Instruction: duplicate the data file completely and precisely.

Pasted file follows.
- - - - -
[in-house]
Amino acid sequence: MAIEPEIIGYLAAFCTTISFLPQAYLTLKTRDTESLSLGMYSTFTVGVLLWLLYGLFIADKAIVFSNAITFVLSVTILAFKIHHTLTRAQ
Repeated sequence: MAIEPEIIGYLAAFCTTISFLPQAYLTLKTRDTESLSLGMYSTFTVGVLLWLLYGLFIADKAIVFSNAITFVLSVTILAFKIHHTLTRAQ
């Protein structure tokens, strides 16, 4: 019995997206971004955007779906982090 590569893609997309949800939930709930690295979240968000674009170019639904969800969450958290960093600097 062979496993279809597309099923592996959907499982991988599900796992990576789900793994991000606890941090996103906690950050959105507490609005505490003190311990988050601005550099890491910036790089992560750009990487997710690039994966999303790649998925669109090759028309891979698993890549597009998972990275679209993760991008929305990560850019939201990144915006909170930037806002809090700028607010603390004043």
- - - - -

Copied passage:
[in-house]
Amino acid sequence: MAIEPEIIGYLAAFCTTISFLPQAYLTLKTRDTESLSLGMYSTFTVGVLLWLLYGLFIADKAIVFSNAITFVLSVTILAFKIHHTLTRAQ
Repeated sequence: MAIEPEIIGYLAAFCTTISFLPQAYLTLKTRDTESLSLGMYSTFTVGVLLWLLYGLFIADKAIVFSNAITFVLSVTILAFKIHHTLTRAQ
């Protein structure tokens, strides 16, 4: 019995997206971004955007779906982090 590569893609997309949800939930709930690295979240968000674009170019639904969800969450958290960093600097 062979496993279809597309099923592996959907499982991988599900796992990576789900793994991000606890941090996103906690950050959105507490609005505490003190311990988050601005550099890491910036790089992560750009990487997710690039994966999303790649998925669109090759028309891979698993890549597009998972990275679209993760991008929305990560850019939201990144915006909170930037806002809090700028607010603390004043």